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What To Read While You Wait For The New NANCY DREW Comics

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Brandi Bailey

Staff Writer

Brandi can be found writing about books and dreaming up outfits on her blog, Book Style. She'll probably be reading something with mythology, Brits, unicorns, a feisty heroine, or (ideally) all of the above. She has lived in too many cities, but has settled down in Portland with her awesome husband and almost-as-awesome cat. Follow her on Instagram @PinkBBWhiskey.

In case you haven’t heard, we’re getting new Nancy Drew comics! In comic form! With an openly gay George! This is such exciting news for lifelong fans (like me)! The new series comes from Kelly Thompson (writing) and Jenn St-Onge (art) and is being published by Dynamite. As excited as I am for George to finally be identified as queer (come on, we all knew, right?) I am eager to see “plump” Bess get better treatment, too. Maybe now that George is out of the closet and in a happy relationship, she can finally stop fat-shaming Bess.

Nancy Drew No 1 by Kelly Thompson and Jenn St-Onge | Nancy Drew Comics | Bookriot.comYou can preorder the first issue, Nancy Drew #1, now and it will ship/be available for download on June 13th! If you, again, like me, are a mega fan and impatient to sink your teeth into this new series, here’s what to read while you wait for the new Nancy Drew comics.

Girl Detectives

Hexed Vol. 1 by Michael Alan Nelson & Dan MoraHexed by Michael Alan Nelson, illustrated by Dan Mora

Lucifer is one of my favorite female leads in comics. Described as “the perfect mash-up of Buffy the Vampire Slayer and Lara Croft” she is spunky, headstrong, and her boss’s right-hand woman. This series definitely plays up the horror elements, where NDs tend to be only fleetingly supernatural, if at all; Nancy is a super practical girl.

Goldie Vance Vol 1Goldie Vance by Hope Larson, illustrated by Brittney Williams

If ever there was a perfect pairing for old school NDs it’s Goldie Vance! This retro series is set at a Floridian resort in the 1960s and features a diverse cast of characters. This series is actually ideal for all ages and sixteen-year-old Goldie is a great addition to the girl detective squad.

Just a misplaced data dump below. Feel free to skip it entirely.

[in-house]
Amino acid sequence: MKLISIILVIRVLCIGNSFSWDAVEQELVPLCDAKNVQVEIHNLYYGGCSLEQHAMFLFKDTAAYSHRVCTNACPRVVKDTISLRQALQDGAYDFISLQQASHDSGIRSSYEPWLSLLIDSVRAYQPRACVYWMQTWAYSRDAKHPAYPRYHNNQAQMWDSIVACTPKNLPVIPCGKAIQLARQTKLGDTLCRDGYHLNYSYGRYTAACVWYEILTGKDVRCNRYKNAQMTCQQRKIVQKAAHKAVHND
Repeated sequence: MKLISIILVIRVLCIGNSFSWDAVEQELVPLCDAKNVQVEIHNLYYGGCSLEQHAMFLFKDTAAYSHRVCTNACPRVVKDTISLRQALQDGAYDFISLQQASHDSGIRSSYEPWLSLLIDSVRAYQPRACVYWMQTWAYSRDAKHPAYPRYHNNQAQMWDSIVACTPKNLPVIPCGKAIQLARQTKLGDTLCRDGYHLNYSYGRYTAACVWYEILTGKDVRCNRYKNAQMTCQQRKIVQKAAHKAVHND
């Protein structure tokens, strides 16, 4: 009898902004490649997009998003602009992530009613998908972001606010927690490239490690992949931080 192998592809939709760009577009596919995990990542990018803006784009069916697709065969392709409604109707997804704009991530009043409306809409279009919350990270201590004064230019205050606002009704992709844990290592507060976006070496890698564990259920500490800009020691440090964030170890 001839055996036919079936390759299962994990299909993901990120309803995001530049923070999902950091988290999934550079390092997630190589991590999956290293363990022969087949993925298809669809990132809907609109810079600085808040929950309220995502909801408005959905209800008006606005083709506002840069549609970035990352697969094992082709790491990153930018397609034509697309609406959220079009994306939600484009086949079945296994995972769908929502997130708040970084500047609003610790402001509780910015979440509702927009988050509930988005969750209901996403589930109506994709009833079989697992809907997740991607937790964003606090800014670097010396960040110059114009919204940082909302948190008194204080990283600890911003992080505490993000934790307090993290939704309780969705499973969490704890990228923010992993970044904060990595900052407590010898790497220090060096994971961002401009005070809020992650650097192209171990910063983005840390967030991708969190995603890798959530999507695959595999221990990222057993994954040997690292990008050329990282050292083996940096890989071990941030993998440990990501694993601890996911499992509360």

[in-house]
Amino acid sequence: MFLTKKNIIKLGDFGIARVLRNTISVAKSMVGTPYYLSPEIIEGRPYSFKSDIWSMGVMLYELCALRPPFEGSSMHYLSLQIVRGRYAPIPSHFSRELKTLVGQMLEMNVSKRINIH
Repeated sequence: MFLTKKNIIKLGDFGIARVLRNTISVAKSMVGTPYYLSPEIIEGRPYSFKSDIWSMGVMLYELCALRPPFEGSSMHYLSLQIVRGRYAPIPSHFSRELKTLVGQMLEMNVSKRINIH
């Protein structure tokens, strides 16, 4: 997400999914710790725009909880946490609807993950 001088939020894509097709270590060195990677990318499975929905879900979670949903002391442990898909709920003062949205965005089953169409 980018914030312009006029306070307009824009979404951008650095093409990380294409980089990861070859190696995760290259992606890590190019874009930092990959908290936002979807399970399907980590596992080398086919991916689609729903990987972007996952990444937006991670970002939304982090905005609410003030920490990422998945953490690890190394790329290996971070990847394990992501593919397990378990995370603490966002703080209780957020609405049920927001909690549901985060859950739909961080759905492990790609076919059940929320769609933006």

paper girls volume 1Paper Girls by Brian K. Vaughan, illustrated by Cliff Chiang

Set in the late 1980s, this nostalgic (hello, I’m a millennial!) series is part coming-of-age tale and part science-fiction mystery. Perfect for anyone who likes unapologetic girl gangs or well-written and diverse female characters—Vaughan is also responsible for  Saga.


Nancy Drew And The Hardy Boys The Big Lie #1 by Anthony Del ColNancy Drew And The Hardy Boys by by Anthony Del Col, illustrated by Werther Dell’edera

If you’re looking for a more noir take on the Nancy Drew universe, check out Del Col’s series that reimagines Nancy as a femme fatale. Nancy is the only hope for good ol’ Frank and Joe to prove themselves innocent of the murder of their father. Dell’edera has also illustrated COBRA and Batman comics, so think dark and brooding.

Scooby ApocalypseScooby Apocalypse by J.M. DeMatteis & Keith Giffen, illustrated by Jim Lee & Howard Porter

My lifelong love of mysteries comes from two places: Nancy Drew novels and Scooby Doo, Where Are You! Scooby Apocalypse is a surprisingly enjoyable (hipster Shaggy had us all scared) remix on the Scooby Doo franchise featuring updated versions of our favorite ghost-avoiding, villain-unmasking, mystery-solving gang. Velma and Daphne get one of the best updated makeovers outside of the tongue-in-cheek Scooby-Doo! Mystery Incorporated.

Also by Kelly Thompson

Ghostbusters Answer the Call by Kelly ThompsonGhostbusters: Answer the Call by Kelly Thompson, illustrated by Corin Howell

A spinoff of the 2016 update to the Ghostbusters franchise, which was an amazing movie and I will not hear otherwise, this series continues the exploits of Abby, Patty, Erin, and Holtzmann as they encounter a Class VII ghost that feeds on terror. Whether they’ve met their match or not depends on how well they can work together and trust in themselves.

Also by Jenn St-Onge

bingo loveBingo Love by Tee Franklin, illustrated by Jenn St-Onge

If you want a fantastically diverse and moving romantic comic that showcases St-Onge’s fun, happy art style, you have to check out Bingo Love! You’ll probably end up teary-eyed and in need of a hug by the end, but this sweet story is totally worth the happy cry. I didn’t even mind the obvious The Notebook reference.


Bonus: Not A Comic Recommendation

Confessions of a Teen SleuthConfessions of a Teen Sleuth: A Parody by Chelsea Cain

True story, this book was out of print and nigh unfindable for a couple of years, and I’d lost my copy, when I met Cain at an event in 2013. I was bemoaning the loss of my book and proceeded to bond with her deeply over our love of the original Girl Detective. When a signed copy appeared in my mailbox a couple of weeks later with a lovely handwritten Nancy Drew postcard from Cain I was over the moon. All this is to say that Cain, who now writes thrillers featuring badass dames (Heartsick, One Kick), is a true fan and this parody will make you laugh out loud if you are too.

Want more Nancy Drew? Check out our other Nancy Drew-themed posts!